Might be a situation where a taste dictates the direction.

Absolutely. It doesn't matter that you put ingredient X in your recipe, if you (and judges) can't perceive it, its not worth mentioning or categorizing because of it.

If the spice notes are apparent, it will need to go into the SHV category. I doubt that any raisiny flavor would be considered 'fruit' enough to warrant placement in the Fruit beer category.

If the spice or raisin flavors are low, you may be able to pass it into another stout category.

Yeast and Fermentation / Re: Moving to dry yeast exclusively
« on: May 10, 2017, 05:29:46 AM »
London ESB and Windsor yeasts are low attenuators that are intended for use in worts with simple sugars added. Even with their underattenuation in all-malt worts, I like their flavor. I agree with erockrph that S-04 tends to have a bready flavor. 

If Liberty Bell is the replacement for Burton Union, have many brewers tried it?  I'm also curious about the Empire yeast...another low attenuator.

All Grain Brewing / Re: When to add Candi syrup?
« on: May 09, 2017, 12:45:16 PM »
After listening to a Ron Pattinson talk on Scottish beers, its apparent that the various invert sugar syrups can be very useful in brewing for not only color, but flavor too. I've never used invert syrups before, so I'll have to give them a try.

All Grain Brewing / Re: how do you add your salts?
« on: May 01, 2017, 12:22:52 PM »
I don't recommend adding salts to the grain or to the mash since it is much more likely that those salts and their ions won't be well distributed in the wort. The best approach is to add salts to the strike and sparge water and mix well for about a minute. That way, you are guaranteed that the ions are well-distributed.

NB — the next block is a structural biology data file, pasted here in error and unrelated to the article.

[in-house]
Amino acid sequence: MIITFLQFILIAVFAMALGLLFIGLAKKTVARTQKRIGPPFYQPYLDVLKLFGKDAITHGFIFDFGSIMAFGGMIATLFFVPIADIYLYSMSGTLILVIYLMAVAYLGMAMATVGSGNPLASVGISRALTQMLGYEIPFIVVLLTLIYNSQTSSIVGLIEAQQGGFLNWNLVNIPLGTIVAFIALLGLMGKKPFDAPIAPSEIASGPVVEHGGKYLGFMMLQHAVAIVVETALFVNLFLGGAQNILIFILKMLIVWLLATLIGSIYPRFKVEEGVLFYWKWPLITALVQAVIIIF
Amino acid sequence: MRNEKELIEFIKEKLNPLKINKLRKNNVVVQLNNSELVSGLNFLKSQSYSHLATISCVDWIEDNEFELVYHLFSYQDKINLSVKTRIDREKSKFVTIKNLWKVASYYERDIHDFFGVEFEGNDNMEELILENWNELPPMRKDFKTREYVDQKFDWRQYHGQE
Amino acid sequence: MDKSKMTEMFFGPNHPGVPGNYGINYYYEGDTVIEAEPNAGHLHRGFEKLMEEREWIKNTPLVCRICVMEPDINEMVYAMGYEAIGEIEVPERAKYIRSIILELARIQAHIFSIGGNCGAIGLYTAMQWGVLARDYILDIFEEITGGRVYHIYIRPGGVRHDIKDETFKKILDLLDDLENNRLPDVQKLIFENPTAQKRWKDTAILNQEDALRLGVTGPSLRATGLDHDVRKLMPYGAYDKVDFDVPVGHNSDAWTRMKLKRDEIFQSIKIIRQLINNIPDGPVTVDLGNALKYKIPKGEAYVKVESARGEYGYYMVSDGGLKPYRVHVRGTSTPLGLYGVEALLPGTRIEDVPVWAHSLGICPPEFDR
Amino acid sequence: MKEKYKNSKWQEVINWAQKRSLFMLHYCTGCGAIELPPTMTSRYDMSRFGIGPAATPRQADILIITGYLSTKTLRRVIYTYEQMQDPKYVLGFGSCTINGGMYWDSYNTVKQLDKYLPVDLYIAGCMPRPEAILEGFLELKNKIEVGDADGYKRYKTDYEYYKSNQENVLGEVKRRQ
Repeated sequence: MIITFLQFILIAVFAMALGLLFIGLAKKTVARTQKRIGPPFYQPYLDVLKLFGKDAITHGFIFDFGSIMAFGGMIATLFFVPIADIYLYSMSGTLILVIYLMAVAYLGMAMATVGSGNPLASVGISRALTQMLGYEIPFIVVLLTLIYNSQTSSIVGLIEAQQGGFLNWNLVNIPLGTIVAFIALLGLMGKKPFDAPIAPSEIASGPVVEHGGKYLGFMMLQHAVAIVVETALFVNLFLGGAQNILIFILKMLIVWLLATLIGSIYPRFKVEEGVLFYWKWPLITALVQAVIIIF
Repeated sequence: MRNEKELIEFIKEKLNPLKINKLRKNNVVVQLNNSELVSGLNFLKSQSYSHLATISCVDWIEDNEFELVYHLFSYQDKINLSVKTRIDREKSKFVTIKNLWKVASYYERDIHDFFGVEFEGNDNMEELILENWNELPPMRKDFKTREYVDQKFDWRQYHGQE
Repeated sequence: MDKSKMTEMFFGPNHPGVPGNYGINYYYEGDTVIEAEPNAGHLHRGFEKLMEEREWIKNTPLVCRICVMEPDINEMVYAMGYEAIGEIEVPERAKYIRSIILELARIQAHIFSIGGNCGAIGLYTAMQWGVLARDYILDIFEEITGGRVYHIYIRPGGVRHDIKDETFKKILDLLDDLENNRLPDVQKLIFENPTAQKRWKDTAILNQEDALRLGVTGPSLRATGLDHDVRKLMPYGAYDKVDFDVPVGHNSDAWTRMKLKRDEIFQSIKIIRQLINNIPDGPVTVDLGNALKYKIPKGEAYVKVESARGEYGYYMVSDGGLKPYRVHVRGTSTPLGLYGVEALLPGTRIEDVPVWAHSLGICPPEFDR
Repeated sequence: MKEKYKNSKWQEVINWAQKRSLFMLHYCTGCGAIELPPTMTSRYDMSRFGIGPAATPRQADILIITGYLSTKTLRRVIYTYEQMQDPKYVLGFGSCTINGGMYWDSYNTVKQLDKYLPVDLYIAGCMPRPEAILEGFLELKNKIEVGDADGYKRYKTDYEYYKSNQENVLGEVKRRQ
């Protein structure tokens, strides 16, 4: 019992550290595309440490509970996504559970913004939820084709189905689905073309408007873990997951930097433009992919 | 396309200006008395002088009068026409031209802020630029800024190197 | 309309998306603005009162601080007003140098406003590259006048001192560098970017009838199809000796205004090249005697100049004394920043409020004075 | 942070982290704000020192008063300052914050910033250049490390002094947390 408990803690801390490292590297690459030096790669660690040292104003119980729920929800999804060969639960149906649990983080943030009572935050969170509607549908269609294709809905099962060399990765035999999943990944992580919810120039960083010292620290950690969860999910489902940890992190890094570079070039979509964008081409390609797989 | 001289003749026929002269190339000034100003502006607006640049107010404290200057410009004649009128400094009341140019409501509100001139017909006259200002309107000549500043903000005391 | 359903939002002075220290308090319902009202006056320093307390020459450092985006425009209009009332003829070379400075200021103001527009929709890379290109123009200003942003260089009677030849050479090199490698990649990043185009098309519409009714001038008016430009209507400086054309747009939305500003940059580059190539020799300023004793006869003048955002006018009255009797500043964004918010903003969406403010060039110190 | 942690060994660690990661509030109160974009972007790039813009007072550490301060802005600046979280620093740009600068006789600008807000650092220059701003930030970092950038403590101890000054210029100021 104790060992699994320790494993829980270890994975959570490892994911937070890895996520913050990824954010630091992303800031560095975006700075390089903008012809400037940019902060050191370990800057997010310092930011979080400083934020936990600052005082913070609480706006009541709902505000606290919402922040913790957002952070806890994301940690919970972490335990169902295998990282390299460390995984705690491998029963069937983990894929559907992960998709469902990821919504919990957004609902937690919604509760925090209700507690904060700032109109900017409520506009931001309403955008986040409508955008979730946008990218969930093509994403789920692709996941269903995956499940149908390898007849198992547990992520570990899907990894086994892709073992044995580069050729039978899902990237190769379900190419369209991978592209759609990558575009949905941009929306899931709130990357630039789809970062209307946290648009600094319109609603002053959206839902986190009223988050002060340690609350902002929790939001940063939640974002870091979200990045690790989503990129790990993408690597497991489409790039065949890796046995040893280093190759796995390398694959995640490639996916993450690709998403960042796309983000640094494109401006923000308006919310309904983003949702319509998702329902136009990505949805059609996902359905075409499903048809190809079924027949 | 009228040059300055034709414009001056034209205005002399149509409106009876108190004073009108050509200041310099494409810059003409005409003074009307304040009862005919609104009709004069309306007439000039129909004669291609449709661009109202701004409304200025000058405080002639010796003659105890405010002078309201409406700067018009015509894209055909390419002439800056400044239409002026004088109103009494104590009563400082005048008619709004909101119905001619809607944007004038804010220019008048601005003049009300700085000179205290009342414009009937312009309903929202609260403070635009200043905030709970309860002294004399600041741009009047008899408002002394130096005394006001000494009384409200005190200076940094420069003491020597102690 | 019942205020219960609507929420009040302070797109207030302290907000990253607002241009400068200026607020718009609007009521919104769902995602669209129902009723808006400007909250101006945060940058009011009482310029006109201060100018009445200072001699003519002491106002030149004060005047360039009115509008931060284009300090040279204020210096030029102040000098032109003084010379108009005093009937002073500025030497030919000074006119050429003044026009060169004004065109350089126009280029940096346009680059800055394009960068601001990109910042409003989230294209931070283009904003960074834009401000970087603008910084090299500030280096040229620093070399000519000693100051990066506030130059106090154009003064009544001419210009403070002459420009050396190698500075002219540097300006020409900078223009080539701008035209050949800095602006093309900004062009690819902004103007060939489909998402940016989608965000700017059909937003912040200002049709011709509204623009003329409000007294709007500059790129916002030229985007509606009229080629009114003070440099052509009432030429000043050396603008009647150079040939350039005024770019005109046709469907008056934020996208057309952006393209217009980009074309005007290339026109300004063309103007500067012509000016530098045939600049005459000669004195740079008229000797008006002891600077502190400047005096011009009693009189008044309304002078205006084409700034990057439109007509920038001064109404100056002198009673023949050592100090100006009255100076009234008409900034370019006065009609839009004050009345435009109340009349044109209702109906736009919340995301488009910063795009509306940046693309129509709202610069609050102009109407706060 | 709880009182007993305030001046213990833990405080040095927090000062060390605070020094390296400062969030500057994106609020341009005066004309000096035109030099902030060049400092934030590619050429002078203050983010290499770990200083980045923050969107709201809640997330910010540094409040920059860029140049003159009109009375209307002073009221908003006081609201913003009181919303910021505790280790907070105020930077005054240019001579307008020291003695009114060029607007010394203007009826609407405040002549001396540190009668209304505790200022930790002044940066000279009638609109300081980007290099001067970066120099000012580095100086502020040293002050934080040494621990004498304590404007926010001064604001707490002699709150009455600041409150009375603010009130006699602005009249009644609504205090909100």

The other option is to add all salts to the kettle, but then you may miss out on some beneficial effects of having those ions in the mashing water (pushing down wort pH, reducing oxalate in your wort, etc). If your starting water quality is already above 40 to 50 ppm calcium, then those benefits are already in can add your minerals directly to the kettle with little detriment.

Ingredients / Re: Do campden tablets affect water ions
« on: May 01, 2017, 10:19:55 AM »
This subject is discussed on the Water Knowledge page of the Bru'n Water website.

Campden tablet additions to remove chlorine compounds result in a few ppm increase in sodium and sulfate.

Ingredients / Re: Treating water
« on: May 01, 2017, 10:17:38 AM »
The relatively minor concentrations that we brewers use in our water require small mineral doses that will dissolve in either hot or cold water. However, I've found that you can't just dump minerals into the water and expect them to dissolve from the pile they are in. You do have to stir them up to suspend them in the water and then they will dissolve fairly quickly. Less than a minute of stirring works well for me.

Just don't be petrified of including sulfate in your water. Use enough to dry the finish of your beer to the degree that you prefer. This can be especially true when brewing big beers that may not attenuate very well. Zero sulfate is rarely the proper recommendation.